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Central bank digital currency 

Aparangi ā Te Pūtea Matua

We’re exploring if we will introduce a digital form of central bank money alongside cash. This type of money is known as central bank digital currency (CBDC).

What is a CBDC?

A CBDC would be a new type of money issued by the Reserve Bank of New Zealand for everyone to use for day-to-day spending. You would be able to use it in-store or online to make payments, in the same way you can use cash to pay for things. The digital currency would have the same value as banknotes and coins. 

Read our CBDC explainer

Read our what is money explainer

Why we're looking at a CBDC

We are looking at a CBDC because the way people pay is changing. We are not using cash as much as we used to, and digital payments are becoming more and more common. Having digital money issued by the Reserve Bank of New Zealand would help maintain New Zealander's trust in money, protect our financial system, and improve payments by increasing efficiency and enabling innovation. A CBDC would also support financial inclusion and wellbeing because it would be available for everyone.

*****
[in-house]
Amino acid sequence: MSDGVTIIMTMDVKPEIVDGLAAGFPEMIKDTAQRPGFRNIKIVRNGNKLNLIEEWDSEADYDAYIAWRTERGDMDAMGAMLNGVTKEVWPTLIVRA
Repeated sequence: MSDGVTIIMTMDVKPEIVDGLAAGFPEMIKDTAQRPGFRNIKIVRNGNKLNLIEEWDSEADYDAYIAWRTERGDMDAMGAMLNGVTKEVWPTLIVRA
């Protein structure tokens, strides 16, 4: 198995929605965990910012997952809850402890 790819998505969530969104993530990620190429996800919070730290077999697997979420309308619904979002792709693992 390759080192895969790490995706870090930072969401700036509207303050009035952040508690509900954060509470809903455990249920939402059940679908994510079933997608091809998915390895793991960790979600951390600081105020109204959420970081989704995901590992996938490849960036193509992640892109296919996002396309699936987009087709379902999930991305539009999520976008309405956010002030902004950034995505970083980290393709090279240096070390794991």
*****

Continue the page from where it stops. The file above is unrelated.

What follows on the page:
A CBDC would not replace cash — a CBDC would work alongside cash, so people would have the option to use both.

We haven't made a decision whether a CBDC is right for New Zealand. We're still exploring the possibilities. But if we do decide to issue a CBDC, it would take a few years to introduce.

Next steps

We are progressing our CBDC work through a 4 stage process. At the end of each stage, we'll decide if we continue to the next stage. 


We published an issues paper which looked at the public policy case for a CBDC, and explored a set of design choices for it. We have reviewed and analysed the feedback we received.

Read our CBDC issues paper


We are exploring high level design options for the CBDC, and their costs and benefits.

To support this, we have established policy and project teams, and a CBDC Forum to ask stakeholders for their feedback. We're also working with external technical advisors to make sure the policy work is well grounded in technical options.

We expect Stage 2 to be finished later this year, or in early 2024. At the end of Stage 2, we'll recommend whether to move to Stage 3.


Stage 3 would involve a more detailed design and assessment of a CBDC, and significant stakeholder and government engagement. It would run for several years and at the end of it, we would decide if we wanted to introduce a CBDC in New Zealand.   
We would introduce the CBDC to Aotearoa New Zealand.

What other central banks are doing

Many central banks around the world are exploring or introducing a digital version of their central bank money. We follow these programmes closely, but our circumstances, approach and final decisions may differ.